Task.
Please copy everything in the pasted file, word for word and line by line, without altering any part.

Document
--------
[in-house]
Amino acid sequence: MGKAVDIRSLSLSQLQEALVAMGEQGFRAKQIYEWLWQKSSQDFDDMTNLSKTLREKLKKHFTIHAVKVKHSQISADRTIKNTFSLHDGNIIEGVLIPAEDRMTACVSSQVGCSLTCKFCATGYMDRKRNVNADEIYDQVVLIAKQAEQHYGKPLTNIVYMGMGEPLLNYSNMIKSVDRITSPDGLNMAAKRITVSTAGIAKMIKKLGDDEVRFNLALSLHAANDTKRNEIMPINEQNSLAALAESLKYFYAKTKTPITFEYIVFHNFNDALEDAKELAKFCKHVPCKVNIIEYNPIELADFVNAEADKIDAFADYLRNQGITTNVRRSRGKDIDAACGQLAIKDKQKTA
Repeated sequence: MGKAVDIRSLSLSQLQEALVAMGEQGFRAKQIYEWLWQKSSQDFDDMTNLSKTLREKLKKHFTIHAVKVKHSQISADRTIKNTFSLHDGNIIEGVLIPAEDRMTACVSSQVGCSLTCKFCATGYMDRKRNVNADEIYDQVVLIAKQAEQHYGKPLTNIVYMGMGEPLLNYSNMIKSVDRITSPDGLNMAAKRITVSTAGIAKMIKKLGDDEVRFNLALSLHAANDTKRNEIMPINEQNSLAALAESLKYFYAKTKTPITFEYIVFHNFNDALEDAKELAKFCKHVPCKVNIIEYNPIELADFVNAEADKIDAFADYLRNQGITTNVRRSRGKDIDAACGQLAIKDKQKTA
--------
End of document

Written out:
[in-house]
Amino acid sequence: MGKAVDIRSLSLSQLQEALVAMGEQGFRAKQIYEWLWQKSSQDFDDMTNLSKTLREKLKKHFTIHAVKVKHSQISADRTIKNTFSLHDGNIIEGVLIPAEDRMTACVSSQVGCSLTCKFCATGYMDRKRNVNADEIYDQVVLIAKQAEQHYGKPLTNIVYMGMGEPLLNYSNMIKSVDRITSPDGLNMAAKRITVSTAGIAKMIKKLGDDEVRFNLALSLHAANDTKRNEIMPINEQNSLAALAESLKYFYAKTKTPITFEYIVFHNFNDALEDAKELAKFCKHVPCKVNIIEYNPIELADFVNAEADKIDAFADYLRNQGITTNVRRSRGKDIDAACGQLAIKDKQKTA
Repeated sequence: MGKAVDIRSLSLSQLQEALVAMGEQGFRAKQIYEWLWQKSSQDFDDMTNLSKTLREKLKKHFTIHAVKVKHSQISADRTIKNTFSLHDGNIIEGVLIPAEDRMTACVSSQVGCSLTCKFCATGYMDRKRNVNADEIYDQVVLIAKQAEQHYGKPLTNIVYMGMGEPLLNYSNMIKSVDRITSPDGLNMAAKRITVSTAGIAKMIKKLGDDEVRFNLALSLHAANDTKRNEIMPINEQNSLAALAESLKYFYAKTKTPITFEYIVFHNFNDALEDAKELAKFCKHVPCKVNIIEYNPIELADFVNAEADKIDAFADYLRNQGITTNVRRSRGKDIDAACGQLAIKDKQKTA